Positive Affect Facilitates Eye Gaze Following in Preschoolers with Autism

Poster Presentation
Thursday, May 10, 2018: 11:30 AM-1:30 PM
Hall Grote Zaal (de Doelen ICC Rotterdam)
A. N. Dennis1, D. Hedley2, G. Vivanti3, C. Dissanayake2 and H. J. Nuske4, (1)Department of Psychology, Haverford College, Haverford, PA, (2)Olga Tennison Autism Research Centre, La Trobe University, Melbourne, Australia, (3)A.J. Drexel Autism Institute, Drexel University, Philadelphia, PA, (4)Center for Mental Health, University of Pennsylvania, Philadelphia, PA

The ability to follow another person’s gaze is a critical component of joint attention. Joint attention difficulties are a defining characteristic of autism spectrum disorder (ASD). Many therapists working with children who have ASD intentionally use a positive affective framework (e.g., smiles) to increase the child’s attention to their face. However, little research to date has specifically investigated whether positive affect increases eye gaze following.


This study sought to investigate the effectiveness of positive affect in increasing eye gaze following. Given that children with ASD have been found to have difficulty processing subtle expressions of emotion (e.g., a small smile), subtle and exaggerated positive affect were examined separately to assess how emotion intensity influences eye gaze following in children with ASD, relative to typically developing (TD) children.


Eye tracking technology was used to capture the eye gaze behavior of 19 preschoolers with ASD and 23 typically developing preschoolers as they observed the eye gaze shifts of actors displaying neutral, subtle positive, or exaggerated positive expressions. The actors first looked into the camera to establish mutual gaze (simulating eye contact), and then shifted their gaze to one of three pictures on the wall next to them. These pictures were coded as target (congruent with the actor’s gaze) or non-target (incongruent with the actor’s gaze; see Figure 1). Participant eye gaze following was assessed in two ways. First, by calculating the proportion of time the child looked at the target picture compared to the rest of the screen (proportion to target analysis); second, by assessing whether the child had the correct first look to the target picture (correct first look analysis).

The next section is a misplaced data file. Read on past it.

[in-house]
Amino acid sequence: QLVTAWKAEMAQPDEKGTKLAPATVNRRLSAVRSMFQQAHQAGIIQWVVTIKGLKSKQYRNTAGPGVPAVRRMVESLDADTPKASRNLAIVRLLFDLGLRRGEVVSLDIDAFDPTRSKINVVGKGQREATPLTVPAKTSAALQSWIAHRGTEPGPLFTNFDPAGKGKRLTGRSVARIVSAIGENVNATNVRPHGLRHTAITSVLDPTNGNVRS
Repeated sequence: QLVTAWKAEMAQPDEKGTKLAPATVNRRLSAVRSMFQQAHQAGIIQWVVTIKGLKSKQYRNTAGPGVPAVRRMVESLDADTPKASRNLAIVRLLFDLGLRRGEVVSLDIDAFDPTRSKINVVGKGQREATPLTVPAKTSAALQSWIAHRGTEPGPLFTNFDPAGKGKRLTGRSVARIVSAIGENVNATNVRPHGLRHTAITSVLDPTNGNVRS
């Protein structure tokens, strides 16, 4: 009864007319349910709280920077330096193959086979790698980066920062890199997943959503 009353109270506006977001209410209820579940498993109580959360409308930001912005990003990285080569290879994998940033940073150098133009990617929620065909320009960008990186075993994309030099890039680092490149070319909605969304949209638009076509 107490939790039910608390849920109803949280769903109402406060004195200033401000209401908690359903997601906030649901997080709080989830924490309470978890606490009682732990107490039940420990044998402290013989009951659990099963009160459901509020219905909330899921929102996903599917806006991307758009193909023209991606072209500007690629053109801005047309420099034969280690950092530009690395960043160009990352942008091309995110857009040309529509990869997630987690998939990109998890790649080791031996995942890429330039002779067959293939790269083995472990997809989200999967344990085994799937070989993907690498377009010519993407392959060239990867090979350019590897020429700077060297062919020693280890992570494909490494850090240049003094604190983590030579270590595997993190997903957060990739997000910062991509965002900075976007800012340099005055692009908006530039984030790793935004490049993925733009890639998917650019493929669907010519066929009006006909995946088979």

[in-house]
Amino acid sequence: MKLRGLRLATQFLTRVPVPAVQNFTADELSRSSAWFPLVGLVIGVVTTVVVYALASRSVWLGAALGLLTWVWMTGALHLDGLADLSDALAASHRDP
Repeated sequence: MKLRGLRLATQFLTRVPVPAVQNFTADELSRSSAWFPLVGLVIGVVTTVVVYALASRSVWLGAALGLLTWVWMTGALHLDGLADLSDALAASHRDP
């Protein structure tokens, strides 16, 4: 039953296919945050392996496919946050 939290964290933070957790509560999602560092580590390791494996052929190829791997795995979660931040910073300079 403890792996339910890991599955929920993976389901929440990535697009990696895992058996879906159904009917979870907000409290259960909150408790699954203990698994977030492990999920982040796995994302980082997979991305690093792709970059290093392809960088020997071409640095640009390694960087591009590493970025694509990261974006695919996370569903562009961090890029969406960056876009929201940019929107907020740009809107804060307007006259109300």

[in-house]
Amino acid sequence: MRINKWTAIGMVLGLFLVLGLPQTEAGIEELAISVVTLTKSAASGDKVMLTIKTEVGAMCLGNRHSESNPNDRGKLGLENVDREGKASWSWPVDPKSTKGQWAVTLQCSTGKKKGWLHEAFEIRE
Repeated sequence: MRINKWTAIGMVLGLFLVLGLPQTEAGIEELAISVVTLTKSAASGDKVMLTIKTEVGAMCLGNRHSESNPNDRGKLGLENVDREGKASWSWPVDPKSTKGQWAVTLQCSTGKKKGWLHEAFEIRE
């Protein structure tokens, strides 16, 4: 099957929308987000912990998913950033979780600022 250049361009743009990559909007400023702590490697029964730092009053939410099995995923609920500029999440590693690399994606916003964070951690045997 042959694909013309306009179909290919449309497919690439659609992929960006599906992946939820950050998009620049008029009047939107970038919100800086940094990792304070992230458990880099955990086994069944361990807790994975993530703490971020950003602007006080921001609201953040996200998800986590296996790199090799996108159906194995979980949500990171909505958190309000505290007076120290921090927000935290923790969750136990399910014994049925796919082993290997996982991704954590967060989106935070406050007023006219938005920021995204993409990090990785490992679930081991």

The proportion to target analysis showed no group differences between TD children and those with ASD, however a main effect of emotion condition was found (F(2,39) = 3.56, p = .038, η2 = .155). Between-condition pairwise comparisons showed a marginally significant difference between the neutral and subtle conditions (p = .072) with higher values in the subtle condition (see Figure 2), such that there was a higher proportion of eye gaze following to the target picture after the actor displayed the subtle positive facial expression, in both groups. Additionally, the correct first look analysis showed a significant group difference in the exaggerated positive emotion condition only (χ2= 7.532, p = .023). The ASD group was more likely to have the correct first look to the target animal when viewing an actor with an exaggerated positive affect (68%) than the TD group (26%).


These results provide empirical support for the use of positive affect to engage a child’s attention in early intervention. They specifically highlight the potential benefit of exaggerated positive affect for children with ASD, though these preliminary findings still require validation in larger samples.